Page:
Women were beginning to hit the streets en masse across the world on Wednesday to defend rights that are coming under increasing attack.
To mark International Women's Day, capitals across the world are hosting marches, rallies and demonstrations, including Madrid, where broad tree-lined boulevards are regularly packed with a sea of purple, a colour often associated with women's rights.
Marches took place on Wednesday in Thailand and Indonesia, where a few dozen women gathered in front of the country's parliament to urge lawmakers to pass a long-awaited bill to protect domestic workers and some chanted "long live Indonesian women".
With the Taliban government's banning of women from universities in Afghanistan, Iran's repression of the Mahsa Amini protests, new US restrictions on abortion rights and the Ukraine war's impact on women, there are many reasons to protest.
‘Vanishing before our eyes’
Global progress on women's rights is "vanishing before our eyes," UN chief Antonio Guterres warned on Monday, saying gender equality would take another three centuries to achieve.
"Women's rights are being abused, threatened, and violated around the world," he added, pointing to Afghanistan, where "women and girls have been erased from public life".
Afghan universities reopened on Monday after a winter break, but only men returned to classes with the Taliban authorities' ban on women in higher education still in force some 18 months after they seized power.
On the eve of International Women's Day, the European Union imposed sanctions on individuals and entities deemed to be responsible for violence and rights abuses against women.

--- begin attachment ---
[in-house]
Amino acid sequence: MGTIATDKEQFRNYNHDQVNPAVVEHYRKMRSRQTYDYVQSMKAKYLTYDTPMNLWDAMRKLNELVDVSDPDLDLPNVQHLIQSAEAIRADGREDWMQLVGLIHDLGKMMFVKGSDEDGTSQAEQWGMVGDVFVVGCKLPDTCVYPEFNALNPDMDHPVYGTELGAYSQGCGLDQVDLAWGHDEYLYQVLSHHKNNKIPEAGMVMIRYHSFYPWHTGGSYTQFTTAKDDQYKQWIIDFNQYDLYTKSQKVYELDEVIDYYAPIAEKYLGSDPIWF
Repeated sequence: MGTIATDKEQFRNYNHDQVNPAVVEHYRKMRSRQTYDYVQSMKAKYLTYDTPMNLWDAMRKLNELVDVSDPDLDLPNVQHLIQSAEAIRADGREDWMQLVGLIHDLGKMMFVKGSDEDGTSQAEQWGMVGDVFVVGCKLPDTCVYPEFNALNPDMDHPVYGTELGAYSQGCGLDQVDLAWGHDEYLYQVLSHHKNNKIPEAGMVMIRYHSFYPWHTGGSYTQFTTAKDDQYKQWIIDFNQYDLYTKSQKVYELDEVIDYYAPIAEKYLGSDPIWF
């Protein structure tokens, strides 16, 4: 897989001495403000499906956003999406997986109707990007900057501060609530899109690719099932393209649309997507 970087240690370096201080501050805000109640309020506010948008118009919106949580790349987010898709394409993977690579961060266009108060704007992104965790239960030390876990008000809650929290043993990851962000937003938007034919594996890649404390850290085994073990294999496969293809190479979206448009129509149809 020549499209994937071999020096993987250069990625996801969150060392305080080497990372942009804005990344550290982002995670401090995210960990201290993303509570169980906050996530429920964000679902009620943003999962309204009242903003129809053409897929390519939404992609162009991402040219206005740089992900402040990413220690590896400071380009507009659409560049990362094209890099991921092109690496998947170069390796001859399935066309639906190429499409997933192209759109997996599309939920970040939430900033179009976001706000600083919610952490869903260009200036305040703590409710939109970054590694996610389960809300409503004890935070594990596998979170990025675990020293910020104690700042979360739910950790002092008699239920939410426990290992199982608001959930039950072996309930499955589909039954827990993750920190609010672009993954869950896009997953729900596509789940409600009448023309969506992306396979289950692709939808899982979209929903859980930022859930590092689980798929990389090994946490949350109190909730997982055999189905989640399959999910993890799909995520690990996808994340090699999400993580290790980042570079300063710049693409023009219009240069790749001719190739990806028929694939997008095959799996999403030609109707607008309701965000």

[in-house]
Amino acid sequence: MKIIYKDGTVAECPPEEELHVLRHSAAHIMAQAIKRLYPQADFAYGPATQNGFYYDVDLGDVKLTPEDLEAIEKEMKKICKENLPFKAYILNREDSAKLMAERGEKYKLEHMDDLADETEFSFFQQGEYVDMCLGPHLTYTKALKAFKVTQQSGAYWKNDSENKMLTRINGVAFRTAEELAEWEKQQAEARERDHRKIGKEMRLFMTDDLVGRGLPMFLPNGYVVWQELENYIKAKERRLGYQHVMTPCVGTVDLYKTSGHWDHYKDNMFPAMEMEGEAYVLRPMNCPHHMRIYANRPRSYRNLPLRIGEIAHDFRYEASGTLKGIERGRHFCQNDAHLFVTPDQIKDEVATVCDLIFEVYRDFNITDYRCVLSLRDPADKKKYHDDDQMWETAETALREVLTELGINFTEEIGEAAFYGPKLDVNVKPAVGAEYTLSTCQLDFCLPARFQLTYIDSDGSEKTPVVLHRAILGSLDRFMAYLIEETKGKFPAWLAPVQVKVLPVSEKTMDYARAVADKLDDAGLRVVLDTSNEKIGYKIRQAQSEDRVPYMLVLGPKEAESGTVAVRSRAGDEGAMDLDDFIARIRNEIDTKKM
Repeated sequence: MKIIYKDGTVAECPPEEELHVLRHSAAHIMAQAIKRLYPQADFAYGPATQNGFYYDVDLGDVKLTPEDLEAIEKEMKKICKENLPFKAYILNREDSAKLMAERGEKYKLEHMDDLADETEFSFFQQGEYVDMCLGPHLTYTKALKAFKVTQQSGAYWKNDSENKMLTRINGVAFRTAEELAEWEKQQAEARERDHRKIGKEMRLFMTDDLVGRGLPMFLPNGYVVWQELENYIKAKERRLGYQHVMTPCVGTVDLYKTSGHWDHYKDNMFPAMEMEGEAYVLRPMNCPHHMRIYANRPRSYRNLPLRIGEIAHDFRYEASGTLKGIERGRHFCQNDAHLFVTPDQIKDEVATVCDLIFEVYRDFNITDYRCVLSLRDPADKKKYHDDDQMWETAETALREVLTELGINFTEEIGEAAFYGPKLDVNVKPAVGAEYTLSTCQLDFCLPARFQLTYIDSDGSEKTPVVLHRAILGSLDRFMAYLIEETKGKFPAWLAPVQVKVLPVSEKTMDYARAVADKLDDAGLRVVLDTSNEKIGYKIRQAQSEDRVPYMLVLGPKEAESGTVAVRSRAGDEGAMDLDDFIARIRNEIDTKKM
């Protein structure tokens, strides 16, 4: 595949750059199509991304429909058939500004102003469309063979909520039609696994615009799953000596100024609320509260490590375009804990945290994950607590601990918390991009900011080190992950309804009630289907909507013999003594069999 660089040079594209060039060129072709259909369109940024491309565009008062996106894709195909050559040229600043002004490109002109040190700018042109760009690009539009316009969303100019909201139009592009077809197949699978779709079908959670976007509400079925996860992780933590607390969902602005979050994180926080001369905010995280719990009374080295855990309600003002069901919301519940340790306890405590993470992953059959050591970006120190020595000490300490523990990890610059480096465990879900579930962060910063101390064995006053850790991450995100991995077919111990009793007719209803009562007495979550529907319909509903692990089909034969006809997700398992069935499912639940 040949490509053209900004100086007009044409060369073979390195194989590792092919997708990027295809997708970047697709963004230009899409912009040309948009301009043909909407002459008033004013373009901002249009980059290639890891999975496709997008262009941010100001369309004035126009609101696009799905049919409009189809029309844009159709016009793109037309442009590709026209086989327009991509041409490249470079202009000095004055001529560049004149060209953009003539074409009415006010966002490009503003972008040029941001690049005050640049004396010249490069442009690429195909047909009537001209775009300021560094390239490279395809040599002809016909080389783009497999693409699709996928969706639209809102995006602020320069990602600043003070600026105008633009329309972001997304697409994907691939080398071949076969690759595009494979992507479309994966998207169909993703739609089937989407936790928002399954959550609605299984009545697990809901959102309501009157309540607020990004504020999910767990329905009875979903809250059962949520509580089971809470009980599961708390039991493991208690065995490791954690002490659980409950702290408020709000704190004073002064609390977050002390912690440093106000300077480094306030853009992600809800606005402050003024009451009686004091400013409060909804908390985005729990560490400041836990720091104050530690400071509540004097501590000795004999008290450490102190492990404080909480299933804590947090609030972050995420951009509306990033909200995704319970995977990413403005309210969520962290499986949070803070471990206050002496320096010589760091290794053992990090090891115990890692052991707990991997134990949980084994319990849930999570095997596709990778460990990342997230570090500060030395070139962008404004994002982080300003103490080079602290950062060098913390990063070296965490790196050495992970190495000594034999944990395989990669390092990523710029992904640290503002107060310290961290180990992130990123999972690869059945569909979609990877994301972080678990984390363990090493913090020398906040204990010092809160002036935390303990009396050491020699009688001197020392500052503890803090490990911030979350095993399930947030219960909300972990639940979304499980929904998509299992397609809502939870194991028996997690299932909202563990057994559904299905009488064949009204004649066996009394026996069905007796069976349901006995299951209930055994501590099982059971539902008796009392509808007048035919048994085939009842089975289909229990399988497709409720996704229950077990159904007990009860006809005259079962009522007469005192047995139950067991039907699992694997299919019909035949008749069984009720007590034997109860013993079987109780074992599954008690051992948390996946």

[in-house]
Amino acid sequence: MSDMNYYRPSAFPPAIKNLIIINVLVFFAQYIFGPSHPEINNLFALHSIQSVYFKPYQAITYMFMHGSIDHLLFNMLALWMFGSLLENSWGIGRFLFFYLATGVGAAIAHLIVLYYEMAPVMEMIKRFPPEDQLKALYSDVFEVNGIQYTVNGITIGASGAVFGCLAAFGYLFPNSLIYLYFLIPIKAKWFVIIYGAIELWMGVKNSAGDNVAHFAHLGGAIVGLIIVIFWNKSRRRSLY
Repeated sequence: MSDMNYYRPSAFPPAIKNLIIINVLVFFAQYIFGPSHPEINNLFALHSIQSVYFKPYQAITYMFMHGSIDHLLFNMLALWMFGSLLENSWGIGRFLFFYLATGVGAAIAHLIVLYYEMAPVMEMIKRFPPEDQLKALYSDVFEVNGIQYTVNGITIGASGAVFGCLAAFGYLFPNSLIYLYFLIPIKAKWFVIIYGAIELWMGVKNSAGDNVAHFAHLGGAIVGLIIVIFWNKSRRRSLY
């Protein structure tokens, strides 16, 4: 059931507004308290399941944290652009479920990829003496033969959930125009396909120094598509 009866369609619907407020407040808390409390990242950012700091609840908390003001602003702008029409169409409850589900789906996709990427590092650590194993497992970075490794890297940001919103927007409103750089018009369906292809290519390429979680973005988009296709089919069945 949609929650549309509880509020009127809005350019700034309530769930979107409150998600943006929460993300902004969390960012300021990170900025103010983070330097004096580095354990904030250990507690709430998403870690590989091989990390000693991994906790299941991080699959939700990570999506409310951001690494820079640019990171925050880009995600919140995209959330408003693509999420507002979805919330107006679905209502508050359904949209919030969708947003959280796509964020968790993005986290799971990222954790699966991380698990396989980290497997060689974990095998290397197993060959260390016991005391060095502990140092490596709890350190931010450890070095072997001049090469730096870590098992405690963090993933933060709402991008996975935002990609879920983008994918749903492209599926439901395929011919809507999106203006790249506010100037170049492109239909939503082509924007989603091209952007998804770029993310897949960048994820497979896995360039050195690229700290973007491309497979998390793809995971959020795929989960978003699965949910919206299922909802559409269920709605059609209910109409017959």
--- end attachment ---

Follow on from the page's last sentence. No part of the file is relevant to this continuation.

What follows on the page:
The Taliban's higher education minister Neda Mohammad Nadeem was sanctioned for depriving women from university learning.
The sanctions also targeted officials from five other countries -- Iran, Russia, South Sudan, Myanmar and Syria.
In Europe, marches will take place in many countries, including France, where demonstrators will demand "equality both at work and in life" in around 150 towns and cities, a far higher number than in previous years, organisers say.
The protests will focus on the fight against France's deeply-unpopular pension reform which critics say is unfair to women.
In London, the Madame Tussauds museum will mark the day by unveiling a new waxwork of suffragette leader Emmeline Pankhurst, who began an intense struggle 120 years ago that won women's right to vote.
Elsewhere, demonstrations have been banned.
In Pakistan, where marches are criticised for promoting liberal Western values and for not respecting religious and cultural sensitivities, organisers have had to fight multiple court challenges to press ahead with demonstrations.
And in communist-run Cuba, activists seeking permission to demonstrate were arrested earlier this year, with feminist organisations instead urging people to join a "virtual march" on social media to raise awareness about gender violence and femicides.
Wednesday will see feminists mobilising in particular over abortion rights following the US Supreme Court's decision in June to overturn the 1973 Roe v. Wade decision that had guaranteed a woman's constitutional right to terminate a pregnancy.
In Europe, that right has also been undermined recently in Hungary and Poland.
"We are fighting against a patriarchy... that fights ad nauseam against rights — such as the right to abortion — that we have won through struggle," read the manifesto of the Madrid march, which is set to begin at 1800 GMT.